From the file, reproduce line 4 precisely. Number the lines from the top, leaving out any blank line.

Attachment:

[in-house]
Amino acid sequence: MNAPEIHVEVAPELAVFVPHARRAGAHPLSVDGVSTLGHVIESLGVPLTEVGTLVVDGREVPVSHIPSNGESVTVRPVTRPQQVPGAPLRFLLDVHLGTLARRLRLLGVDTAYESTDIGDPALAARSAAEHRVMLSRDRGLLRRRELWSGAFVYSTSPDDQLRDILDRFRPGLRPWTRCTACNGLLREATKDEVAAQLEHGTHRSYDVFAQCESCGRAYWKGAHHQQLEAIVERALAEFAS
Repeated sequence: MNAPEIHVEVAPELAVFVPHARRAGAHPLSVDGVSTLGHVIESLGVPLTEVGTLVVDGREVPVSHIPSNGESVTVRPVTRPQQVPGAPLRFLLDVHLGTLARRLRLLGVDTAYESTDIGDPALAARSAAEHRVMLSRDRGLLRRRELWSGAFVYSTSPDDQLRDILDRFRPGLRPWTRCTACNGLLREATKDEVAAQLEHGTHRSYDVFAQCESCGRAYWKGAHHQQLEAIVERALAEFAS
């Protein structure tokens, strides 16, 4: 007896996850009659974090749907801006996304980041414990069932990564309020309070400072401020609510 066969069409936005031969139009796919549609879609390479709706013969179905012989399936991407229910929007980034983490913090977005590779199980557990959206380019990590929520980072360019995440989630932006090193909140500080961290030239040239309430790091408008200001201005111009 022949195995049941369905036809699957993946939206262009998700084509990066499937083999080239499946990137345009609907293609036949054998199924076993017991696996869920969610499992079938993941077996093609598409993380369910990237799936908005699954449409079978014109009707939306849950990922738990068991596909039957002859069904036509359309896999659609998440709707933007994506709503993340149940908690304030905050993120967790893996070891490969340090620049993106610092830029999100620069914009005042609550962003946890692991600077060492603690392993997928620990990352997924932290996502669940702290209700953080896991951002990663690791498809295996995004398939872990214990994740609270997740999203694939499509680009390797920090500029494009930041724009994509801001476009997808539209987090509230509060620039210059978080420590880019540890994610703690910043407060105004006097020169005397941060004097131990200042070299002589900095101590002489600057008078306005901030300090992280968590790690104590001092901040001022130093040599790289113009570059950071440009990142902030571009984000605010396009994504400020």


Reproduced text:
């Protein structure tokens, strides 16, 4: 007896996850009659974090749907801006996304980041414990069932990564309020309070400072401020609510 066969069409936005031969139009796919549609879609390479709706013969179905012989399936991407229910929007980034983490913090977005590779199980557990959206380019990590929520980072360019995440989630932006090193909140500080961290030239040239309430790091408008200001201005111009 022949195995049941369905036809699957993946939206262009998700084509990066499937083999080239499946990137345009609907293609036949054998199924076993017991696996869920969610499992079938993941077996093609598409993380369910990237799936908005699954449409079978014109009707939306849950990922738990068991596909039957002859069904036509359309896999659609998440709707933007994506709503993340149940908690304030905050993120967790893996070891490969340090620049993106610092830029999100620069914009005042609550962003946890692991600077060492603690392993997928620990990352997924932290996502669940702290209700953080896991951002990663690791498809295996995004398939872990214990994740609270997740999203694939499509680009390797920090500029494009930041724009994509801001476009997808539209987090509230509060620039210059978080420590880019540890994610703690910043407060105004006097020169005397941060004097131990200042070299002589900095101590002489600057008078306005901030300090992280968590790690104590001092901040001022130093040599790289113009570059950071440009990142902030571009984000605010396009994504400020």